When I started reading this book, my son asked, “Is Rustad as good as Krakauer”? That’s setting the bar very high. Comparison with Krakauer’s Into the Wild, about the death of Christopher McCandless in Alaska, is inevitable. Justin Shetler travelled to India seeking adventure and “enlightenment”. He disappeared.
Shetler was a man of extremes. He was sexually abused as a child and again as a teenager, and received only minimal help in dealing with the terrible trauma of these experiences. I think his risk taking, use of hallucinogens and extreme physical training reflect the profound need for safety and escape from emotional pain.
“Trauma” is much discussed recently. “Trauma informed therapy” is offered by various mental health professionals.
I think the bottom-line message of Lost in the Valley of Death is that SOME THINGS CAN’T BE FIXED. I feel terribly sad for both Shetler and his grieving family and friends.
Rustad is very good. I’ll have to look at other his books before I’ll decide if he matches Krakauer.
Tony Hillerman (1925 – 2008) is one of my favorite authors. His books prove that novels and mysteries need not be placed in two separate categories. I can’t define “literature”, but I know it when I read it.
Talking Mysteries was published in 1991, when Hillerman was about halfway through his eighteen book Joe Leaphorn/Jim Chee mystery series. He had already received the award he valued most, the Special Friends of the Dineh from the Navajo Nation Council.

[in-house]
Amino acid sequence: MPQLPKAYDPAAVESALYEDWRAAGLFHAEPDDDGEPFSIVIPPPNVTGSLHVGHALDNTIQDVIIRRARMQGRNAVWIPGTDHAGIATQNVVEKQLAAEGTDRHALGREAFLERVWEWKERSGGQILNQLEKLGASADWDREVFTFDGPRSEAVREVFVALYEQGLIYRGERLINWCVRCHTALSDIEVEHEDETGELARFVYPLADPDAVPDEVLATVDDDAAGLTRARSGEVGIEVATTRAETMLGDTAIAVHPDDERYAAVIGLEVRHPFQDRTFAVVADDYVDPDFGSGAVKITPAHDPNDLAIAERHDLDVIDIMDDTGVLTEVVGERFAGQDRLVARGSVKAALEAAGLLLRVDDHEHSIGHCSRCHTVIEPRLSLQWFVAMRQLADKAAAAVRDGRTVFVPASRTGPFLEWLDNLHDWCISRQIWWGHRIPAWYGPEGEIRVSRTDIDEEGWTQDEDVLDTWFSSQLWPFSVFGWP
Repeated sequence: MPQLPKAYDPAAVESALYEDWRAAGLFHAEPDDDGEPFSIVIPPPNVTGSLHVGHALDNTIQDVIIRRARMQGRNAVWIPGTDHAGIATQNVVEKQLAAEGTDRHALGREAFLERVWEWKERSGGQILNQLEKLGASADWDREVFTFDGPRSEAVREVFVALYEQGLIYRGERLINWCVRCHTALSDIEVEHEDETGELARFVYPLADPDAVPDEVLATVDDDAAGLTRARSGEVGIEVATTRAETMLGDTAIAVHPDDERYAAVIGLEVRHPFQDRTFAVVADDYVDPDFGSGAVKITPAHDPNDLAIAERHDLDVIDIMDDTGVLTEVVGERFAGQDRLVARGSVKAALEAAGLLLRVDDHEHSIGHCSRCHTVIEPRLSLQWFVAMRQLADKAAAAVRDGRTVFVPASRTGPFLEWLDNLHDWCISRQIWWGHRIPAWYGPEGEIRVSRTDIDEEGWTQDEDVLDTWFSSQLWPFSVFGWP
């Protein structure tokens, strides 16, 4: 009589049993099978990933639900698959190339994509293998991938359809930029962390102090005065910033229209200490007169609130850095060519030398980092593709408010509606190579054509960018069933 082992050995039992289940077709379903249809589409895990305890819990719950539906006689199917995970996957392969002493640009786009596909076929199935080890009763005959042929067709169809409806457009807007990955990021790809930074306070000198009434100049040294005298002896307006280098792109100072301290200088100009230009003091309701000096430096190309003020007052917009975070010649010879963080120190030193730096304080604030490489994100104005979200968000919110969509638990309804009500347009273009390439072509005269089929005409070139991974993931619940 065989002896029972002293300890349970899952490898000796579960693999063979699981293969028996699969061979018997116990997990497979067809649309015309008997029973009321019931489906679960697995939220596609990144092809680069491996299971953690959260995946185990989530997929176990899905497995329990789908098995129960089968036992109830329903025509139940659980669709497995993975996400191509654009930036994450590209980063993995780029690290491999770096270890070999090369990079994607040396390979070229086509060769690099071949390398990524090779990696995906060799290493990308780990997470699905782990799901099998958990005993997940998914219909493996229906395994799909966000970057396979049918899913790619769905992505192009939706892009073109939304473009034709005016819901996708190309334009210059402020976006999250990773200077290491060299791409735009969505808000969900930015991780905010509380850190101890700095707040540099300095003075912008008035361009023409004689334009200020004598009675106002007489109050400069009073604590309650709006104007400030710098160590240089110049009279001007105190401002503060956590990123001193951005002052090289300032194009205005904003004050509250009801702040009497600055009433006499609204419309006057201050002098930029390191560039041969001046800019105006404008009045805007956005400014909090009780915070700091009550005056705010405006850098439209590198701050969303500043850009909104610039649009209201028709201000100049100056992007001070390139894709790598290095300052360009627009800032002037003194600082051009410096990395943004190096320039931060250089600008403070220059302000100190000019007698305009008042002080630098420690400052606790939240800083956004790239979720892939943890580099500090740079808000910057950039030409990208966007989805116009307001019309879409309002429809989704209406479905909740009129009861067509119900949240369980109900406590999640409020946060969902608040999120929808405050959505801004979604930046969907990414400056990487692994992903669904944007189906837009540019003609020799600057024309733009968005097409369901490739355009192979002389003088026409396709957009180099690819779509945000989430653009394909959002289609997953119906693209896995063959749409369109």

Talking Mysteries is the kind of book publishers throw together when they realize they have a winner in their midst. A few interviews, a short story. Some commentary…
Who was Ernie Bulow? A man of many trades (including trader), he wrote (including a book called Navajo Taboos and two other books of “conversations”) , taught and practiced the arts of photography and silver smithing.
The icing on this cake is a set of sketches from Navajo artist Ernest Franklin, who illustrated some of Hillerman’s novels. On line, I found the even more exciting paintings by Franklin. My thanks to Parrish Books for the thumbnail image reproduced above.
Hillerman was a prolific writer, and we are fortunate he wrote an autobiography called Seldom Disappointed: A Memoir seven years before his death. I recommend it highly.